Fischer agrees to long-term aid in Aceh
11 February 2005, BANDA ACEH - German Foreign Minister Joschka Fischer, touring Indonesia's tsunami-devastated province of Aceh, said on Friday his government was prepared provide reconstruction aid to the area on a long-term basis. "We are ready for a long-term involvement. What we need now is the transitional period, some emergency aid to reconstruction," Fischer told reporters after visiting the Aceh capital's General Hospital, Zainoel Abidin, where the German Mobile Army Surgical Hospital is located. "
11 February 2005
BANDA ACEH - German Foreign Minister Joschka Fischer, touring Indonesia's tsunami-devastated province of Aceh, said on Friday his government was prepared provide reconstruction aid to the area on a long-term basis.
"We are ready for a long-term involvement. What we need now is the transitional period, some emergency aid to reconstruction," Fischer told reporters after visiting the Aceh capital's General Hospital, Zainoel Abidin, where the German Mobile Army Surgical Hospital is located.
"We're ready to engage ourselves in reconstruction for a period of five years," he said. The German government has pledged EUR 500 million, while another EUR 400 to 500 million will come from private sources in Germany, he added.
"There is a need for political decision-making. There is a need for planning. Let's go to work," he said.
After arrived at Banda Aceh's airport on Friday morning, Fischer immediately toured the area worst hit by the tsunami and visited German relief workers in the province.
He was the latest in a series of foreign dignitaries to visit the province since the massive earthquake and tsunami flattened thousands of homes and other buildings along Aceh's coastline on 26 December.
After meeting with German aid workers at the local non-governmental organization's (NGO) camps in Lhoknga sub-district, Fischer said there would be changes in his country's aid strategy in Indonesia.
"There will be a change now because there is a transformation between emergency aid and reconstruction," Fischer told reporters after seeing the destruction first hand.
Aceh was the hardest hit area in the region by the disaster due to its close proximity to the epicentre of the 9.0-magnitude earthquake that sent gigantic waves inland.
The confirmed death toll in Indonesia from the tsunami was tallied at 117,019 on Friday, with nearly 232,000 listed as either dead or missing, according to the Health Ministry data.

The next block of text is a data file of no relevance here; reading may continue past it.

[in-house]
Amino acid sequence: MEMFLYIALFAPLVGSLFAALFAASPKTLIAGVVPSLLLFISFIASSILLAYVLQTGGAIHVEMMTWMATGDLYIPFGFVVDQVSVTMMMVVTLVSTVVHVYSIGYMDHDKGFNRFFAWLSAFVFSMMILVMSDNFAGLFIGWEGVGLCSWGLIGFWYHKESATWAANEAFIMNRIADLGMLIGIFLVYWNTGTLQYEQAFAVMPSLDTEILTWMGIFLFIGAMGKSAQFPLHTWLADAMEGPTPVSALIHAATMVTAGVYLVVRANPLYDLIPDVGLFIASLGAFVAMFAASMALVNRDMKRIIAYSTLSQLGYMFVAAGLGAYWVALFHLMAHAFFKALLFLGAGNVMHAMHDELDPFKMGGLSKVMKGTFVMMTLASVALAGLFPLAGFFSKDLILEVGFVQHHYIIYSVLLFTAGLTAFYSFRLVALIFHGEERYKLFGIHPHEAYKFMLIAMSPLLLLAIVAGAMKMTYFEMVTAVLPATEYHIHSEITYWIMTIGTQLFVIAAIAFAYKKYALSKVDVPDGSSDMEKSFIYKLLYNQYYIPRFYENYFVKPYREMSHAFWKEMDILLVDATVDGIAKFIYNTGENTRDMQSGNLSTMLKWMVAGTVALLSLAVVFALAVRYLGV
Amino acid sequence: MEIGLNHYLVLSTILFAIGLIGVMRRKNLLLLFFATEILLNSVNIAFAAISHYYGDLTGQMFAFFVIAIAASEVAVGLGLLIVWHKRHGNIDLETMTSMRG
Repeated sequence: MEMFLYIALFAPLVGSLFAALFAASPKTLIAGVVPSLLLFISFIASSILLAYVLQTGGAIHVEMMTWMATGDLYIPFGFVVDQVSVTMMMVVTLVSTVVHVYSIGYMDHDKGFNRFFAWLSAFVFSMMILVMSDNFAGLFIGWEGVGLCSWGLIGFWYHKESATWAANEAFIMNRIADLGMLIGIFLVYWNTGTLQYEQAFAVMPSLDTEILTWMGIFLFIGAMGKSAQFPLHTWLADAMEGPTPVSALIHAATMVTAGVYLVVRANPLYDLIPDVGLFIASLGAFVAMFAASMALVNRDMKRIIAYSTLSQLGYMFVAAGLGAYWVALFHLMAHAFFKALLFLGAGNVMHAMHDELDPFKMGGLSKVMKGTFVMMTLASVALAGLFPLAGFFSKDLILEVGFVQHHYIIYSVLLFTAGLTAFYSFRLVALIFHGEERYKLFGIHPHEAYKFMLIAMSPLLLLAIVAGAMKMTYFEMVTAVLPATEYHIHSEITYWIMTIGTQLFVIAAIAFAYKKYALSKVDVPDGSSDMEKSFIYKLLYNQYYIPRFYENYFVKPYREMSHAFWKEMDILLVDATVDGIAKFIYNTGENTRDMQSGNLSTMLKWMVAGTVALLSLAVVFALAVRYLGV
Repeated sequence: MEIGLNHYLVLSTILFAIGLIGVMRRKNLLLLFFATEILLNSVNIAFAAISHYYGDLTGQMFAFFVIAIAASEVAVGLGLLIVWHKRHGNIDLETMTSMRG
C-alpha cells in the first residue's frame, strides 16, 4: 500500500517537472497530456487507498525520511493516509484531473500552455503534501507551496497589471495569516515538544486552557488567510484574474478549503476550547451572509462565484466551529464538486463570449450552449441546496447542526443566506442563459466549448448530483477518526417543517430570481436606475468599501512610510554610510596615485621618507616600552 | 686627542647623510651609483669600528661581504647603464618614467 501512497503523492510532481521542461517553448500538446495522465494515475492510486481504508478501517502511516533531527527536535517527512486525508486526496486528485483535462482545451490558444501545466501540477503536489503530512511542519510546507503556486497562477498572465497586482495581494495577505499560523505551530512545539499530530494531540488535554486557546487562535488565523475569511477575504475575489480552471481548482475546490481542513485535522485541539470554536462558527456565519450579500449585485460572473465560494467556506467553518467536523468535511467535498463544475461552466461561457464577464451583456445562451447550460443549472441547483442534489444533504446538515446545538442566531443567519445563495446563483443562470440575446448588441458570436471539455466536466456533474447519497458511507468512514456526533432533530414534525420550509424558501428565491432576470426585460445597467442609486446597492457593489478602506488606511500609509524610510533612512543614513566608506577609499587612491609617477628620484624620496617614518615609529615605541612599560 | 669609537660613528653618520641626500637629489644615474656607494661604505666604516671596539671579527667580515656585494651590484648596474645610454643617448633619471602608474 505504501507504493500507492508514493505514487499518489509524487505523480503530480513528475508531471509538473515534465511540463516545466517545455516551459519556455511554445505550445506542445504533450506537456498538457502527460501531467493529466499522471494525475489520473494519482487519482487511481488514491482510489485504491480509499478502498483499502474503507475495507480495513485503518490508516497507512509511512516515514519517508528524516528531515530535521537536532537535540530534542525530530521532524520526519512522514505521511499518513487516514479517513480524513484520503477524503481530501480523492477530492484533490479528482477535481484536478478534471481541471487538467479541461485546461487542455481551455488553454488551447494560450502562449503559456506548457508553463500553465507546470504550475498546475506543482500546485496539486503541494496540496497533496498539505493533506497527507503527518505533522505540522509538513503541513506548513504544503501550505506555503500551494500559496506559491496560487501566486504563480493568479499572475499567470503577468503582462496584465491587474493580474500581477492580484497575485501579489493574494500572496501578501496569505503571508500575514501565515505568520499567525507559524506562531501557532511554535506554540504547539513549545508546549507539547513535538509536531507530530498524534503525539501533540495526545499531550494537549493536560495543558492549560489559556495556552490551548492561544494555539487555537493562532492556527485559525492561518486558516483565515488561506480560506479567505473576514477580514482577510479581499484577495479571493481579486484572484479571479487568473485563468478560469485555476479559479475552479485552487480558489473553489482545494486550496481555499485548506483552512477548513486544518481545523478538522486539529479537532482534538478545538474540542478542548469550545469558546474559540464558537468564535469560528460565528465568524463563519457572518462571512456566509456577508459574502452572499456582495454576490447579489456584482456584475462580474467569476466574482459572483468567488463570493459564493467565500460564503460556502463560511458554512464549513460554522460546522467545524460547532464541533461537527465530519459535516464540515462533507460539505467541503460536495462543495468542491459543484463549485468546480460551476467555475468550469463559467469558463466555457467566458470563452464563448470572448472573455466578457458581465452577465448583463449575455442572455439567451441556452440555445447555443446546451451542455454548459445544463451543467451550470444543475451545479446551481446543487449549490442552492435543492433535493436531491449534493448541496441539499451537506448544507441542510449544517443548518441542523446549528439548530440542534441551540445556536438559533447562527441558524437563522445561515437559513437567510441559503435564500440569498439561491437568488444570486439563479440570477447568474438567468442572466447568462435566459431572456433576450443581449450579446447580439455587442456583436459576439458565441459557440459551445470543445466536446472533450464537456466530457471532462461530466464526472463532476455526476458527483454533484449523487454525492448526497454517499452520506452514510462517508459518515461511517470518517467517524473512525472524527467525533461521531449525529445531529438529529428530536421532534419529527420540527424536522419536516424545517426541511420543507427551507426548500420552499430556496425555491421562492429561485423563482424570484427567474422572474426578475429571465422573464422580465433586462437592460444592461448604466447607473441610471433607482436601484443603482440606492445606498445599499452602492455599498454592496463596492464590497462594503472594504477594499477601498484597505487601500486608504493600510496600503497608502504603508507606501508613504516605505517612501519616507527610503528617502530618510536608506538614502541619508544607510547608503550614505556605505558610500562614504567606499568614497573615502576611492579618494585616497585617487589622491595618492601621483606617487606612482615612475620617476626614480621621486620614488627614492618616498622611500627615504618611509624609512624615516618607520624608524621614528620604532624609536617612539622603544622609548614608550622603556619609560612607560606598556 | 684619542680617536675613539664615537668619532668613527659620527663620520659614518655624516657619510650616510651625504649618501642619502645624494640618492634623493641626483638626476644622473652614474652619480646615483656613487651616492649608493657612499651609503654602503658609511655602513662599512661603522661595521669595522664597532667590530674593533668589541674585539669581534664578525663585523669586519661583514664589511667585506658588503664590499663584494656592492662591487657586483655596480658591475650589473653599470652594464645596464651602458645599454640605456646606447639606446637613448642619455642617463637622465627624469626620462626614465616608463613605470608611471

After visiting Lhoknga, the foreign affairs minister then visited the camp of the German Federal Agency for Technical Relief (THW). During his tour in Aceh, Fischer was accompanied by Indonesia's transportation minister, Hatta Radjasa.
Fischer said his government would reconsider the German military presence in Aceh after the emergency period was concluded.
"Emergency aid is coming to an end and we will reconsider whether the military will continue to stay," he said.
Fischer expressed his appreciation of the Indonesian government's move to hold talks with Aceh separatist leaders in order to find a peaceful solution to the prolonged conflict in Aceh.
Leaders of the Free Aceh Movement (GAM) held talks with the Jakarta government in Helsinki, Finland, last month in a bid to end decades of fighting.
The talks were concluded with no formal pact to end hostilities, but the Indonesian government has expressed its willingness to continue talks with Aceh rebels, insisting that there must be a clear agenda towards a comprehensive solution to the conflict in the tsunami-ravaged province.
The last peace talks between GAM and Jakarta collapsed in May 2003 and the government declared martial law in the province, simultaneously launching a massive military offensive against the rebels to crush the movement.
GAM has been fighting for independence in Aceh province since 1976. The conflict has claimed the lives of more than 12,000 people, mostly civilians.
The visit to Banda Aceh caps Fischer's nine-day tour of Southeast Asia and the Pacific.
Subject: German news